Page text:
El Cristo de la Concordia stares down at me as I walk the few blocks between the office and the bus stop. At just over thirty-three meters tall, it is the second largest statue of its kind in the world, larger even than the famous Cristo in Rio de Janeiro. The outstretched arms loom over the city of Cochabamba and seem to be visible from almost any location. Over the last two weeks it has become a habit to look up towards the Cristo on my way home. It seems emblematic of my time here.
I discovered MAP Bolivia after receiving a report, published around six years ago, detailing MAP’s success in training and supporting community health workers in the department of Cochabamba. The professor who shared the report with me thought that I might find it interesting that they used the same methodology I used in my work in rural areas in Mexico. She was right. After a few e-mail exchanges, I was hooked.
In addition to the community health worker training program, MAP Bolivia has education, community-based rehabilitation, family health promotion, and child sexual abuse prevention programs. The main offices are located in a town outside of Cochabamba. From the windows of the office building you can just see the snow–brushed mountains which wrap around the city.
So—back to the Cristo de la Concordia. I see two important pillars to the work here. One is the belief that health is beyond pathology and intricately linked to family structure, community relationships, education and social inclusion. Initially the diversity of programs at MAP seemed overwhelming, but conversations with program coordinators and the directors of MAP Bolivia themselves revealed how linked they all are in the context of community health. The combined efforts of different programs support the community as a whole instead of focusing on one issue or even one group.
The second pillar is undoubtedly faith. Prior to MAP, I had never worked at a faith-based organization. Yet I recognize that a large percentage of international aid and global public health work is performed under the umbrella of religious or faith-based institutions. I saw this as an opportunity to see this kind of organization at work. Every Monday morning at MAP, representatives from the different programs come together at the main offices to spend a few hours in song, prayer, reflection and planning. The time is always set aside and the atmosphere is open and relaxed. Those attending sit in a circle and share their thoughts on the activities of the past week, on the work in general, and sometimes on experiences not directly related to the work but somehow of importance or relevance for reflection. The weekly space creates a sense of community within the organization but also provides an opportunity for members to discuss, to debate, and to re-clarify the mission and vision behind their work.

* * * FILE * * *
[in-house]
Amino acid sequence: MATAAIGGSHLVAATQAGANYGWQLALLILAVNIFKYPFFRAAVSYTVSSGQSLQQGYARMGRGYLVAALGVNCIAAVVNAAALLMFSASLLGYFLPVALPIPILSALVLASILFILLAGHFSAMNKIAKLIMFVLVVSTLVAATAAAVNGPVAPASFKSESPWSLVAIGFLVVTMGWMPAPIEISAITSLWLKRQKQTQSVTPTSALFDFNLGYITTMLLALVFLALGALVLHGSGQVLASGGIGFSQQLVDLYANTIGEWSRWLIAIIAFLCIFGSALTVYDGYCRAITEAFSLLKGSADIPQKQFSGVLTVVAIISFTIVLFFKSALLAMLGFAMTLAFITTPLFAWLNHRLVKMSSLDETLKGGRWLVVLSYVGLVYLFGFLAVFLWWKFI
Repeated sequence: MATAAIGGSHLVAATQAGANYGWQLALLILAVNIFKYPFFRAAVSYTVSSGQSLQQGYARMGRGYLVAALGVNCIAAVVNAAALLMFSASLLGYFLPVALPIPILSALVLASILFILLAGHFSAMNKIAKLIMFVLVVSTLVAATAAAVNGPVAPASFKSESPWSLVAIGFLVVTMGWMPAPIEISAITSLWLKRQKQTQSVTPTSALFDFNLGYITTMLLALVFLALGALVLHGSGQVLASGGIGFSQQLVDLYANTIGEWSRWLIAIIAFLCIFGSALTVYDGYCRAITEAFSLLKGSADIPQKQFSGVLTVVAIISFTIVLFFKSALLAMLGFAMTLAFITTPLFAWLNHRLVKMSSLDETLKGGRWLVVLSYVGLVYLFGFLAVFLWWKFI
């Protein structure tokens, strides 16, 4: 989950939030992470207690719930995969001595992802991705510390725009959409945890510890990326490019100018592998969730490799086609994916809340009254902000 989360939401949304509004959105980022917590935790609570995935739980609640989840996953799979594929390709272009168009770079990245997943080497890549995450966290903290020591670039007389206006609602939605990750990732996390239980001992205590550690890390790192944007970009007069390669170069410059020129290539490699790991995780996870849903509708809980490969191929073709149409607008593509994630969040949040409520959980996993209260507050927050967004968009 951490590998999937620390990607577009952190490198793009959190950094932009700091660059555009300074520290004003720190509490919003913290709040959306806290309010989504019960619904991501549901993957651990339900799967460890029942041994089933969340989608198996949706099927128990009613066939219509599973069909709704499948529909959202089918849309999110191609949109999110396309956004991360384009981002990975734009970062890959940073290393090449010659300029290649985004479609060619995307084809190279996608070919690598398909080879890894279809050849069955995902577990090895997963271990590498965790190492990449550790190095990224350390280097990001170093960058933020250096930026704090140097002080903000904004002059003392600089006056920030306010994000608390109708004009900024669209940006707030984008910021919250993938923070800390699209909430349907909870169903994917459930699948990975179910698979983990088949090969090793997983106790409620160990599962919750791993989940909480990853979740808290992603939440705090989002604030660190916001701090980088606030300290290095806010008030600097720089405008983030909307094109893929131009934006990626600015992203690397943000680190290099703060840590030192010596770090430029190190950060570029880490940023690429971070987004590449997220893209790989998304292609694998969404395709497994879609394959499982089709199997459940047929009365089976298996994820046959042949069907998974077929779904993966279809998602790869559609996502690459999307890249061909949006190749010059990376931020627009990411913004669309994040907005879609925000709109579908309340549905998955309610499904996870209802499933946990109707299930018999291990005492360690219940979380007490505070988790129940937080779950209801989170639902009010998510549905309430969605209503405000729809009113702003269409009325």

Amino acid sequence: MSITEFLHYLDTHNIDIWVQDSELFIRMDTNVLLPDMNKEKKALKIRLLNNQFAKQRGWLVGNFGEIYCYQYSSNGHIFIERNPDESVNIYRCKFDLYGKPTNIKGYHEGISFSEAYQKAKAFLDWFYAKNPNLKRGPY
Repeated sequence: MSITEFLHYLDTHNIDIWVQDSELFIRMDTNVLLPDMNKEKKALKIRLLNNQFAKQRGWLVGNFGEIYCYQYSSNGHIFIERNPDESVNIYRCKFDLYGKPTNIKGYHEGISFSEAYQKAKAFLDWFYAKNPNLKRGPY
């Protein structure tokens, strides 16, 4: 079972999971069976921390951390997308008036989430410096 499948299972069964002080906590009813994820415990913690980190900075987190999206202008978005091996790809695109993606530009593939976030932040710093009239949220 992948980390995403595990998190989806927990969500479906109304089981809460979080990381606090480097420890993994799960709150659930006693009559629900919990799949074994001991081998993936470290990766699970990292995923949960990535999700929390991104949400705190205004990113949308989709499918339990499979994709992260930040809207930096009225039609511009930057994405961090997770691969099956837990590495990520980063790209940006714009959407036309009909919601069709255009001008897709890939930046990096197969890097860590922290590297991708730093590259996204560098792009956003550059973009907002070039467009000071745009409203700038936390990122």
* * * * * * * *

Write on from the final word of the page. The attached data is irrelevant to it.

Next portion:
In Latin America, where religious imagery, beliefs and institutions permeate all aspects of social and political life and play a complex role, such reflection is critical. Still today, religious sects divide and conquer in many rural communities, often creating conflict between families and neighbors. When organizations like MAP arrive, they are asked to identify themselves with a particular church. If they do, such an affiliation usually means that one segment of the population will refuse to participate in programs. Weekly discussions help MAP staff to consider and discuss how best to approach the issue of religious affiliation without denying that the organization is fundamentally based in Christian principles. The situation is not unlike what I witnessed in Mexico during my four years working there, but it continues to be an important reminder of how careful international aid workers, including public health professionals, must be in order to effectively create change.
Below are some pictures of Cochabamba:
The views expressed in this article represent those of the author and not necessarily those of the University of Minnesota Human Rights Center. As a forum for dialogue and education, and an acknowledgment of the contentious nature of human rights issues, some views expressed on this blog may not necessarily be those of the Human Rights Center as an institution.